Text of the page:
To do that, we must dive into these heaps. Check popular sites, watch popular stuff (arrrgh, the awful experience of watching Twilight! I was really praying for van Helsing!), listen – even briefly – to popular music (that includes Justin Bieber and One Direction, I’m afraid), read what the generation of our students writes. The Internet is the key to their needs, because they express themselves freely. What about Facebook? If you read your students’ walls there’s all you need to understand them, find their hobbies and adjust your teaching to that – making a sentence explaining a grammar construction based on our students’ social life works way better than a simple sentence from the book.

That was my first lesson. And it was good, I hope (my students shall express their opinions).

Now, what about your first experiences?

Present Perfect Simple with zombies and krakens

suddenly Kraken attacks!

Explaining Present Perfect can be tough. Teaching 9-15 years old students I usually use this presentation:

Present Perfect Presentation by Jose Salazar

It’s my absolutely favourite tense – probably because we don’t have it in Polish (only present, past and future, easy peasy, hrhrhr). It takes some time for poor students to get it, so I usually tell them the things they have to learn by heart:

  1. Present Perfect is a present tense (EFL books comparing it to Past Simple being great mystery of teaching?)
  2. This tense is a parasite

It appears that once you change the phrase Present Perfect is about past actions with present consequences into Present Perfect tells us about present consequences of past actions it gets easier to remember (importance of emphasis, I guess). To make this fishy tense easier to get I use the following ways:

  • The Pirates of the Carribean

Do you remember the Black Pearl ship? If so, imagine YOU are Black Pearl and suddenly a wild Kraken attacks! Its tentacles crash you in the deadly embrace and death is imminent. Now – are you more concerned with those tentacles or maybe you ponder on where did this kraken come from? The pressing issue of tentacles seems more important, right? And this is Present Perfect itself: you are not worried where did an action happened (ie. where did the kraken come from) but what are its consequences (or, in this case, tentacles).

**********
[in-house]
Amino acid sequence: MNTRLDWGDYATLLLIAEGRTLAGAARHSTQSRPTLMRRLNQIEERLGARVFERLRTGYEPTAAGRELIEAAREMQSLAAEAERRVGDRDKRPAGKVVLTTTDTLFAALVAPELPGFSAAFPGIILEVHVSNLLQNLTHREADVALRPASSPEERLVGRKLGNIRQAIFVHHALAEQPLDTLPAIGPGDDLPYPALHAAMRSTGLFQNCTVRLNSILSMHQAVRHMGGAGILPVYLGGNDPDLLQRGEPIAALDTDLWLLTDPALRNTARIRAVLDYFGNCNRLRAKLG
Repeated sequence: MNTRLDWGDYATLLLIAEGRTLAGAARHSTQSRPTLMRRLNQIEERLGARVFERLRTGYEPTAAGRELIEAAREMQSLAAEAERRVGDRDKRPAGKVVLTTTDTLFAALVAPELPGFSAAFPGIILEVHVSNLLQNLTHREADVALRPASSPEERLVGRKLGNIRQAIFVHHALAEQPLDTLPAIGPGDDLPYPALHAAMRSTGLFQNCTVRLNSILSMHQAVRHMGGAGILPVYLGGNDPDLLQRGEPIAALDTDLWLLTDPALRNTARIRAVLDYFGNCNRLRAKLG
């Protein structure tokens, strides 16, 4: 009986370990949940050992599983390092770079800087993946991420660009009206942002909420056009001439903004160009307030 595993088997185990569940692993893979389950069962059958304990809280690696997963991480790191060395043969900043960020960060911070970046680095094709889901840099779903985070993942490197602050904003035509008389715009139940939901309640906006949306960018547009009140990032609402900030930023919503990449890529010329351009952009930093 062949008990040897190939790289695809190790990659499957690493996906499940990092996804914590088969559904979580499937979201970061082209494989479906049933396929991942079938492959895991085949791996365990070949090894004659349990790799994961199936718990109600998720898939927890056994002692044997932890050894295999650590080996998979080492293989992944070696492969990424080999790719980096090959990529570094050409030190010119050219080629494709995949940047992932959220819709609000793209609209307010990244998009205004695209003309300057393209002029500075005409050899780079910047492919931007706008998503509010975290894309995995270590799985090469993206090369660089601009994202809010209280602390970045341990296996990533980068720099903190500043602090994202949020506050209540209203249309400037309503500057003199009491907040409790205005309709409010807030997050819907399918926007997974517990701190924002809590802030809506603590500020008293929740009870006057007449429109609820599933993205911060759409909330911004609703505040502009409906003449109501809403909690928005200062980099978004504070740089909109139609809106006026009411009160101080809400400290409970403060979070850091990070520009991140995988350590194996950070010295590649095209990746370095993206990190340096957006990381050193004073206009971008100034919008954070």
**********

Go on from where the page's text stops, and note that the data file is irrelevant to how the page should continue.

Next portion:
• Zombie attack! (or Monster Under the Bed version)

You’re home alone and suddenly you hear knocking on the door. Half asleep, convinced that it’s your family or friends, you open the door… but there’s a real live (or rather undead) zombie which doesn’t waste time but attacks you grabbing your limb and chewing it enthusiastically (scrumptious, don’t know why children love this part). I don’t think you worry about the beginning of zombie apocalypse, but rather focus on your limb (or lack of it if you think really slowly). And that is Present Perfect again, thinking about the consequences of your rather unwise action of opening the door without asking ‘who’s there’. Nice story + a good lesson for children to check before they open the door and be prepared for zombie apocalypse.

Sometimes I change zombie for a Monster Under the Bed, story is the same, it depends on students’ choice (which story do you want?).

I must admit that students’ general comprehension of this tense has improved since I started using those stories. The next important issue is that Present Perfect is a parasite, always relying on another tense, never to exist alone. When are the consequences of Present Perfect visible – at present: I’ve stupidly opened the door and now a zombie eats my limb/ Kraken has attacked me and now I’m crashed in its deadly embrace. Even if you don’t say the consequences explicitly, they are always there.

Now, these are my ideas of presenting this fantastic tense (I really love it and feel its lack in my native language). What are yours? Maybe you use some games or websites?